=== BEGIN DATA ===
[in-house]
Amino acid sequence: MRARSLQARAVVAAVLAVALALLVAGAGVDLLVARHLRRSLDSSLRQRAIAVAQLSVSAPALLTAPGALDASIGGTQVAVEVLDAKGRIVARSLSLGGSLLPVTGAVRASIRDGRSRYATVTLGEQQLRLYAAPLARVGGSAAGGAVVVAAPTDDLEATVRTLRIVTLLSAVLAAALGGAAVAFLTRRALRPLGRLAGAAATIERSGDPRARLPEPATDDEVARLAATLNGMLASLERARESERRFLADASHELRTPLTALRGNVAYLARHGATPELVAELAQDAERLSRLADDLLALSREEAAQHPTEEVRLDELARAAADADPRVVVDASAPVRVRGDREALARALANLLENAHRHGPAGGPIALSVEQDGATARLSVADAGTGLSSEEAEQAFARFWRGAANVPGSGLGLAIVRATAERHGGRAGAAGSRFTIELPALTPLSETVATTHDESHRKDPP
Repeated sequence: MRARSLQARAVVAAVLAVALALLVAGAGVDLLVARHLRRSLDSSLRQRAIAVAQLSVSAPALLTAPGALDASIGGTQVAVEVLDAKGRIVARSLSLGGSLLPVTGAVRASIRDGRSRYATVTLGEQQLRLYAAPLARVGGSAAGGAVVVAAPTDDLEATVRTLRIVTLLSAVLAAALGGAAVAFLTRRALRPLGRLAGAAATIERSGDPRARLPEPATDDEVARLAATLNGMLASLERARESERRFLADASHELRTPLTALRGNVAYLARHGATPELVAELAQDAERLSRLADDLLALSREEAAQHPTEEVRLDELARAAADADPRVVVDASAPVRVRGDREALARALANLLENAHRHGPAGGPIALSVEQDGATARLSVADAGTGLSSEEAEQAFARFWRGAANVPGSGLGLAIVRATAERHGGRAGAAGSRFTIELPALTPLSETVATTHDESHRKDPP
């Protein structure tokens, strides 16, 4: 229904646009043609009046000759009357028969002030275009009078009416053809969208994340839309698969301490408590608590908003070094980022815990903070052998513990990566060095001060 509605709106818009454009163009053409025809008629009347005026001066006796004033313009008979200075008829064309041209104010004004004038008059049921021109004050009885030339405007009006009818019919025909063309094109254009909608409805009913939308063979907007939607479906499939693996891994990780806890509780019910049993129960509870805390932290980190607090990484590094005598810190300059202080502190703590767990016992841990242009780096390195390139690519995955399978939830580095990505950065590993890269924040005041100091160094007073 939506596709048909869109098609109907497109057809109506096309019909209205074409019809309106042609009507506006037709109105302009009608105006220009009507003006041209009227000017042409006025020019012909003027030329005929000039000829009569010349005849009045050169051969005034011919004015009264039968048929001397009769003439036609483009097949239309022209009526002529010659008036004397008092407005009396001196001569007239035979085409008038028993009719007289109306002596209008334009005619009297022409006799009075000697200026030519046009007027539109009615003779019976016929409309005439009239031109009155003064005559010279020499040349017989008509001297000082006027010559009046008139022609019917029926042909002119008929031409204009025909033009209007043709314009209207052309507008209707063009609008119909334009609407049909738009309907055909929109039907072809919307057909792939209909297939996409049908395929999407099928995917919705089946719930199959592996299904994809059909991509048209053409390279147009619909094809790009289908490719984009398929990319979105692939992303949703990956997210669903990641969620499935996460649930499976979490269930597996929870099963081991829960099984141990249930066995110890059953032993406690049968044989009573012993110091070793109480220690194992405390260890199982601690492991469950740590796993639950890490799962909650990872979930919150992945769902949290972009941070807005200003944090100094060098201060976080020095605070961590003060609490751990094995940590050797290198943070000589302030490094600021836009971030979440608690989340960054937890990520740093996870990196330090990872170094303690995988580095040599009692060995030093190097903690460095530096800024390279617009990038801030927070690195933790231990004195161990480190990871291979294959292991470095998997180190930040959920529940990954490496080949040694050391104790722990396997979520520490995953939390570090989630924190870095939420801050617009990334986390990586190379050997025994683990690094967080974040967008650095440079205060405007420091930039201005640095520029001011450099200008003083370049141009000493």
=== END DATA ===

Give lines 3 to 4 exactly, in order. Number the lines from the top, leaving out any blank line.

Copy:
Repeated sequence: MRARSLQARAVVAAVLAVALALLVAGAGVDLLVARHLRRSLDSSLRQRAIAVAQLSVSAPALLTAPGALDASIGGTQVAVEVLDAKGRIVARSLSLGGSLLPVTGAVRASIRDGRSRYATVTLGEQQLRLYAAPLARVGGSAAGGAVVVAAPTDDLEATVRTLRIVTLLSAVLAAALGGAAVAFLTRRALRPLGRLAGAAATIERSGDPRARLPEPATDDEVARLAATLNGMLASLERARESERRFLADASHELRTPLTALRGNVAYLARHGATPELVAELAQDAERLSRLADDLLALSREEAAQHPTEEVRLDELARAAADADPRVVVDASAPVRVRGDREALARALANLLENAHRHGPAGGPIALSVEQDGATARLSVADAGTGLSSEEAEQAFARFWRGAANVPGSGLGLAIVRATAERHGGRAGAAGSRFTIELPALTPLSETVATTHDESHRKDPP
């Protein structure tokens, strides 16, 4: 229904646009043609009046000759009357028969002030275009009078009416053809969208994340839309698969301490408590608590908003070094980022815990903070052998513990990566060095001060 509605709106818009454009163009053409025809008629009347005026001066006796004033313009008979200075008829064309041209104010004004004038008059049921021109004050009885030339405007009006009818019919025909063309094109254009909608409805009913939308063979907007939607479906499939693996891994990780806890509780019910049993129960509870805390932290980190607090990484590094005598810190300059202080502190703590767990016992841990242009780096390195390139690519995955399978939830580095990505950065590993890269924040005041100091160094007073 939506596709048909869109098609109907497109057809109506096309019909209205074409019809309106042609009507506006037709109105302009009608105006220009009507003006041209009227000017042409006025020019012909003027030329005929000039000829009569010349005849009045050169051969005034011919004015009264039968048929001397009769003439036609483009097949239309022209009526002529010659008036004397008092407005009396001196001569007239035979085409008038028993009719007289109306002596209008334009005619009297022409006799009075000697200026030519046009007027539109009615003779019976016929409309005439009239031109009155003064005559010279020499040349017989008509001297000082006027010559009046008139022609019917029926042909002119008929031409204009025909033009209007043709314009209207052309507008209707063009609008119909334009609407049909738009309907055909929109039907072809919307057909792939209909297939996409049908395929999407099928995917919705089946719930199959592996299904994809059909991509048209053409390279147009619909094809790009289908490719984009398929990319979105692939992303949703990956997210669903990641969620499935996460649930499976979490269930597996929870099963081991829960099984141990249930066995110890059953032993406690049968044989009573012993110091070793109480220690194992405390260890199982601690492991469950740590796993639950890490799962909650990872979930919150992945769902949290972009941070807005200003944090100094060098201060976080020095605070961590003060609490751990094995940590050797290198943070000589302030490094600021836009971030979440608690989340960054937890990520740093996870990196330090990872170094303690995988580095040599009692060995030093190097903690460095530096800024390279617009990038801030927070690195933790231990004195161990480190990871291979294959292991470095998997180190930040959920529940990954490496080949040694050391104790722990396997979520520490995953939390570090989630924190870095939420801050617009990334986390990586190379050997025994683990690094967080974040967008650095440079205060405007420091930039201005640095520029001011450099200008003083370049141009000493």